Chuparosa – the Hummingbird Bush

Chuparosa, Justicia californica, (aka Beloperone) is a perennial plant native to Southeastern California and the Sonoran Desert including Arizona and Sonora and Baja California, Mexico. It is a favorite of hummingbirds which go after the nectar. Other birds go after the sugar-rich center of the flower and seeds. The fruit are elongated, club-shaped capsules about one-half inch long which contain four seeds in the inflated tip.


Chuparosa is a shrub that can grow three- to five feet high and six- to eight feet wide. It is usually found in dry washes and on rocky slopes below elevations of 2,500 feet. The shrub is usually grayish green with hairy branches. Plants initially have succulent oval leaves, up to one inch long, that give way to bright red (and sometimes orange or yellow) flowers. The flowers, up to two inches long, are tubular and grow in clusters at the end of stems. The flowers have a large “lower lip” that opens to reveal a white anther which contains the pollen. According to the Arizona-Sonora Desert Museum (ASDM), Chuparosa flowers can be found any month of the year, except during drought or right after freezes. Big blooms often occur in the winter and early spring months.

According to DesertUSA, “This member of the large, tropical Acanthus family (Acanthaceae) is the only New World genus that extends north into the US. The common name chuparosa, “sucking rose” in Spanish, is abundant with nectar, making it popular among various birds, especially hummingbirds. Quail and house finches eat the seeds. Known locally as honeysuckle, chuparosa is said to have been eaten by the Papago Indians.” Chuparosa is browsed by livestock and deer.

Chuparosas are very drought tolerant and often cultivated as a landscape ornamental in desert regions for its bright flowers and to attract birds. ASDM has a plant care guide for chuparosa here and notes that they can survive quick dips in temperature to 22°F.

See more photos here.

More Little Gray Birds – Verdins

Previously I wrote about little gray birds, Gnatcatchers, taking over a new hummingbird feeder in my yard. The saga continues with another little gray bird at the feeder: Verdins (Auriparus flaviceps).



Verdins are 3.5 to 4.5 inches long. The adults, both male and female, have a gray back, white underparts, a yellow head and throat, and a reddish patch at the shoulder of the wings. Immature Verdins are light-gray throughout.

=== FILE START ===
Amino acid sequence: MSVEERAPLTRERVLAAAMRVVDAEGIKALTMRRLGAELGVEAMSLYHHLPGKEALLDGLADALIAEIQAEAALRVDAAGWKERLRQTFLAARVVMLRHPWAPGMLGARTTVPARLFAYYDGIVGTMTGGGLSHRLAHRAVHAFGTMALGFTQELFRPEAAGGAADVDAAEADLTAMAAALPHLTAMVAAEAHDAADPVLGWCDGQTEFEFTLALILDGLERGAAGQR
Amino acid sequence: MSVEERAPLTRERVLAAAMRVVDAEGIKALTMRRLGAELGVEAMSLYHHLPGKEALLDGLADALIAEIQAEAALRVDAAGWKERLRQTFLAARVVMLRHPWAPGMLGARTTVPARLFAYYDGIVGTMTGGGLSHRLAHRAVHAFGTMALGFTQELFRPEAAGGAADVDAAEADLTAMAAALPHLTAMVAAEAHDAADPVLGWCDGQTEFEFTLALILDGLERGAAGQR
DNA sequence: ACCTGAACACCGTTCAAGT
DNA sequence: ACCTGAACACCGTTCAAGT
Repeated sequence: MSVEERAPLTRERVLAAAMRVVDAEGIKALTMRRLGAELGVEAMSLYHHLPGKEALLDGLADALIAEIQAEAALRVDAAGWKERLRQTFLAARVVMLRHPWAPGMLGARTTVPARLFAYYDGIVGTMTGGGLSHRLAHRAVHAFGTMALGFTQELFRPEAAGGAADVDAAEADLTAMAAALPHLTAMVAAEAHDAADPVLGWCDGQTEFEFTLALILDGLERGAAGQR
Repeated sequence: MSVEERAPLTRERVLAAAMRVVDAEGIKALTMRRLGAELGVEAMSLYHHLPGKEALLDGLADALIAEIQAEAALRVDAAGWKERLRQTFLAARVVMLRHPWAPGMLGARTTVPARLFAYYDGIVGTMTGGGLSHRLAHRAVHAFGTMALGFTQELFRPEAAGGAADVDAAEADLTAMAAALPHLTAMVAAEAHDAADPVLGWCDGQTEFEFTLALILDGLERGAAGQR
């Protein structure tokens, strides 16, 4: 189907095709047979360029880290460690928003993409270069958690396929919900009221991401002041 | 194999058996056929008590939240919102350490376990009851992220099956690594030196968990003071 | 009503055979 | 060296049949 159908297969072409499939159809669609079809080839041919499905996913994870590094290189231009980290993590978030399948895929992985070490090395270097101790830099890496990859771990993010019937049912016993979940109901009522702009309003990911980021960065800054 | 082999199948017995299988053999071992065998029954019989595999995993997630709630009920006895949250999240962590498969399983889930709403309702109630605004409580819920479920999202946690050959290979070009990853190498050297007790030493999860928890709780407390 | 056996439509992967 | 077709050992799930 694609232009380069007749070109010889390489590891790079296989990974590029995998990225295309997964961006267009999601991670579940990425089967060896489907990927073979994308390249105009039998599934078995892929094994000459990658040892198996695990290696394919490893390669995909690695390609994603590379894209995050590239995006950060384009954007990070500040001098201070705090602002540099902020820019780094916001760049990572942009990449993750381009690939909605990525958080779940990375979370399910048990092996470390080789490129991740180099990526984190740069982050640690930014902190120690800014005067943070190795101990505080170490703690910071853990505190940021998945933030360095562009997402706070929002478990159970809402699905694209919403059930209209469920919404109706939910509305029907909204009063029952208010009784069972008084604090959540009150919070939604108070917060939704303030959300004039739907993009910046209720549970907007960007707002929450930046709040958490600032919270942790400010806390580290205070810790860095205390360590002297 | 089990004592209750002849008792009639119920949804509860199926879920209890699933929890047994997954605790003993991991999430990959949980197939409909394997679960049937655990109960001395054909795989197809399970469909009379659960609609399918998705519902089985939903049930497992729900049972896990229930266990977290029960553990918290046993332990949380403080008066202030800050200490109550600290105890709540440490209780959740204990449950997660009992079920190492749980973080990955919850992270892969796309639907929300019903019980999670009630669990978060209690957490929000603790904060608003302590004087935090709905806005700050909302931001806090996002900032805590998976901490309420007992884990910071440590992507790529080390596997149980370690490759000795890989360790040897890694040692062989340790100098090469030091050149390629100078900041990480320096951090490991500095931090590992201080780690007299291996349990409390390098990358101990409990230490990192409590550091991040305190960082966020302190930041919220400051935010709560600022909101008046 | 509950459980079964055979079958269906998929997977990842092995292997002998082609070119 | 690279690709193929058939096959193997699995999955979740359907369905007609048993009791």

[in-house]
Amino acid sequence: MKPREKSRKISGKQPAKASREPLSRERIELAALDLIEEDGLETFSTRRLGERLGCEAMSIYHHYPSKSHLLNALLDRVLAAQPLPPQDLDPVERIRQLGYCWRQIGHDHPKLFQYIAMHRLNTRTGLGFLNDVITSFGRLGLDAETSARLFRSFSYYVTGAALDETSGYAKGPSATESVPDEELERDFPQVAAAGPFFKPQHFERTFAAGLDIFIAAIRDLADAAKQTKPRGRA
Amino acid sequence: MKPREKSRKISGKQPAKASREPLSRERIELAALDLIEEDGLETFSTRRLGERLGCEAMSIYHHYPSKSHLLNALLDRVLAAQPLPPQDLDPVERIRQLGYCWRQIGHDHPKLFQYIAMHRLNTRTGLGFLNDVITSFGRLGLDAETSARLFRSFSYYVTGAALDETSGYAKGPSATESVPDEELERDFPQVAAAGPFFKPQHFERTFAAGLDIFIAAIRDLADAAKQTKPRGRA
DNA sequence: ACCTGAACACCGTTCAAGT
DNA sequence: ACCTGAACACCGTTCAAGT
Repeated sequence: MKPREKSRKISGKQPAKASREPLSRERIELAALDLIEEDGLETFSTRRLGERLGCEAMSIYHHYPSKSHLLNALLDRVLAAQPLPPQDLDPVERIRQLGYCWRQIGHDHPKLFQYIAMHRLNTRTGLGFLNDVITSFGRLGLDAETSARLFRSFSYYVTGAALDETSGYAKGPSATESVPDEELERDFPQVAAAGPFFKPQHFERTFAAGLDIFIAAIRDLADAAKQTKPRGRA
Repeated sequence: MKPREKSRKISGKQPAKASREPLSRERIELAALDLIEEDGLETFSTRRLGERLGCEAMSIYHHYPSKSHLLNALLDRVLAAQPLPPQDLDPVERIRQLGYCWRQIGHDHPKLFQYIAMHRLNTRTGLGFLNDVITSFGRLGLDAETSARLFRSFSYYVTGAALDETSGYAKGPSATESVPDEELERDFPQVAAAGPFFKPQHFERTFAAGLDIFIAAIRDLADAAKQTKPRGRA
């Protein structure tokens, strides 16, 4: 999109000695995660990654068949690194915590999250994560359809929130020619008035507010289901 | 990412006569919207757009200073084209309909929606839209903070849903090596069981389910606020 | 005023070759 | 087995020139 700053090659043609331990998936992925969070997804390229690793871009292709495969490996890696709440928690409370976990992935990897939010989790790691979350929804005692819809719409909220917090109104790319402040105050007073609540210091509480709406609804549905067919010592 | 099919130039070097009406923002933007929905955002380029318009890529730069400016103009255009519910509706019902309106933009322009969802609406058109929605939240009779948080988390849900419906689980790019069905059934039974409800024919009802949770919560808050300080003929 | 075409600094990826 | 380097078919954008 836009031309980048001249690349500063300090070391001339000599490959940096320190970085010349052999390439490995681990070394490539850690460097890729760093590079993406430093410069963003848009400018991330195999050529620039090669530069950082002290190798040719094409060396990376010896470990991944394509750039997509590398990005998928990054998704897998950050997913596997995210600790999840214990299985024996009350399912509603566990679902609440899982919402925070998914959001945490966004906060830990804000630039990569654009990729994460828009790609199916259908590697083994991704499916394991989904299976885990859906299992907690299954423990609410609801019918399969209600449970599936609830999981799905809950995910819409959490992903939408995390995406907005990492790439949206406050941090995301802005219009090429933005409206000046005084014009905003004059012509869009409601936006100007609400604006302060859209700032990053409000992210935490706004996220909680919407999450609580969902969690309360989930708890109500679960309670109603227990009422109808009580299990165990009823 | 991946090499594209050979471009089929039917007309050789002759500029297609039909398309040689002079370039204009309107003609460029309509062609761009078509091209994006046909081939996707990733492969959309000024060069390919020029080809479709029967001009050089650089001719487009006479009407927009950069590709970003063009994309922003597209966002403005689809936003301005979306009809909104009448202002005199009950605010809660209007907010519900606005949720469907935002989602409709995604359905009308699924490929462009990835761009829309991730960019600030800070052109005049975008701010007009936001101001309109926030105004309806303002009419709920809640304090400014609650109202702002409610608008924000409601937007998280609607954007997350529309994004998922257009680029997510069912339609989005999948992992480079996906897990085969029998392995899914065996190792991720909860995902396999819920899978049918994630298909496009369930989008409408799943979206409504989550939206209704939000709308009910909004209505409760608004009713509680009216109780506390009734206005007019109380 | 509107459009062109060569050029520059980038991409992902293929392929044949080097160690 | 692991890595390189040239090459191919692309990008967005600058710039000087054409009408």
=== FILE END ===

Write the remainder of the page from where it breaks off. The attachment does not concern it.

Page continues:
Verdin range mapAccording to the Arizona-Sonora Desert Museum (ASDM), the Verdin is “among the most characteristic birds of the desert, and it has one notable distinction: it is not closely related to any other bird in the western hemisphere. For a while it was placed, uneasily, in the same family as the chickadees, which it resembles in size and in hyperactive behavior. Scientists now believe that its closest relatives are several species of small, plain birds found in Europe, Asia, and Africa.”

ASDM: Verdins are “Most common in the Sonoran Desert and mesquite bosques at lower elevations; also common in many southwestern urban areas. Verdins move and behave much like chickadees, flitting about singly or in pairs in search of food, often hanging upsides down to reach the underside of leaves. They are generally tolerant of people except during the nesting season. The diet consists mainly of insects but small spiders, berries, small fruits, and sometimes seeds are also taken. This bird also drinks nectar and sugar water, as people that have hummingbird feeders hung out know all too well.” Yes we do.

“The male may build several bulky twig nests before the female chooses one in which to lay her three to six pale green, red-brown dotted eggs. These large oval or spherical nests are placed rather far out on branches and may last many years in the dry desert environment. The entrance to the nest often faces prevailing winds, possibly an adaptation to the high temperatures of their desert habitat. Incubation takes about 10 days and the young are ready to leave the nest about 21 days after hatching, although they return to the nest at night.”

The nests are generally spherical with an entrance low on the side. They build one nest as the nursery and another for resting. This is much like cactus wrens which also build multiple nests.

According to the Cornell Lab of Ornithology: Roosting nests are much smaller than breeding nests. “The outer stick shell is constructed mostly by the male, while the female does most of the lining. The Verdin’s roosting nests help it stay warm in winter. Winter roosting nests have thicker insulation, and may reduce energy requirements for thermoregulation by as much as 50 percent. The Verdin builds roosting nests all year round. One pair of Verdins in Arizona was observed building 11 nests in one year.”

Verdins are hardy and adaptable. You may see them active on the hottest summer days and the coldest winter mornings.

Verdins have a distinctive loud, rapid whistle which you can hear from a Cornell recording here.

See more photos from Google Images here.

This article was originally published in the Arizona Daily Independent.

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Way of the Hummingbird

Cactus Wren

The Way of the Hummingbird

Hummingbirds are ferocious. The males jealously guard feeders and flowers. Females guard nesting sites. I’ve seen one male literally drive another into the ground and jab him with his sharp beak. They have a variety of vocalizations including a “war cry,” a buzzing to warn others away. The Rufous is particularly pugnacious.


For two years, I was involved with the hummingbird reconciliation project run by the University of Arizona. My job was to identify hummers, observe and record their behavior at the feeders in my yard. Over that time I was able to recognize individual birds of the same species, since each has a slight variation from the ideal pictured in a bird book. (And there are fertile hybrids between Anna’s and Costa’s just to make things interesting.) Hummers have good memories. They can return to a feeder year after year.